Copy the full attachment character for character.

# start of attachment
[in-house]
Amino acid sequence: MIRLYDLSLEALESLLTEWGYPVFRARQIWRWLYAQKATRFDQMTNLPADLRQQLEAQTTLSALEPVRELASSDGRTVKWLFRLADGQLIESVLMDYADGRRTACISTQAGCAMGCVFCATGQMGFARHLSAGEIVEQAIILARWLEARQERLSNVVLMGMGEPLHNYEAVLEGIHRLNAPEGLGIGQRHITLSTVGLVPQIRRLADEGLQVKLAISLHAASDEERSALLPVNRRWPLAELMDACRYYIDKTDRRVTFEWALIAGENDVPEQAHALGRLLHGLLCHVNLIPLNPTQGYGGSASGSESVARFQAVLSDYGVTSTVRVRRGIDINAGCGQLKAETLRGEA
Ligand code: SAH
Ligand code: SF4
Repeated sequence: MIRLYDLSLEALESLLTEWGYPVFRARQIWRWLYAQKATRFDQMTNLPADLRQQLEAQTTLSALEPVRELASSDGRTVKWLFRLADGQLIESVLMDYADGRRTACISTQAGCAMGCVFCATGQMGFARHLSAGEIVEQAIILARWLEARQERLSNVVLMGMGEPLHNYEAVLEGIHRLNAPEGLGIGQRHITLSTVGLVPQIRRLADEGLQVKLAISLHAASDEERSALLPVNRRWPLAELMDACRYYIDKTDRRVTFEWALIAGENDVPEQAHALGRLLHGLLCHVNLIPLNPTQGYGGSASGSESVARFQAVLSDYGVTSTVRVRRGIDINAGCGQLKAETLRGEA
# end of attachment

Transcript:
[in-house]
Amino acid sequence: MIRLYDLSLEALESLLTEWGYPVFRARQIWRWLYAQKATRFDQMTNLPADLRQQLEAQTTLSALEPVRELASSDGRTVKWLFRLADGQLIESVLMDYADGRRTACISTQAGCAMGCVFCATGQMGFARHLSAGEIVEQAIILARWLEARQERLSNVVLMGMGEPLHNYEAVLEGIHRLNAPEGLGIGQRHITLSTVGLVPQIRRLADEGLQVKLAISLHAASDEERSALLPVNRRWPLAELMDACRYYIDKTDRRVTFEWALIAGENDVPEQAHALGRLLHGLLCHVNLIPLNPTQGYGGSASGSESVARFQAVLSDYGVTSTVRVRRGIDINAGCGQLKAETLRGEA
Ligand code: SAH
Ligand code: SF4
Repeated sequence: MIRLYDLSLEALESLLTEWGYPVFRARQIWRWLYAQKATRFDQMTNLPADLRQQLEAQTTLSALEPVRELASSDGRTVKWLFRLADGQLIESVLMDYADGRRTACISTQAGCAMGCVFCATGQMGFARHLSAGEIVEQAIILARWLEARQERLSNVVLMGMGEPLHNYEAVLEGIHRLNAPEGLGIGQRHITLSTVGLVPQIRRLADEGLQVKLAISLHAASDEERSALLPVNRRWPLAELMDACRYYIDKTDRRVTFEWALIAGENDVPEQAHALGRLLHGLLCHVNLIPLNPTQGYGGSASGSESVARFQAVLSDYGVTSTVRVRRGIDINAGCGQLKAETLRGEA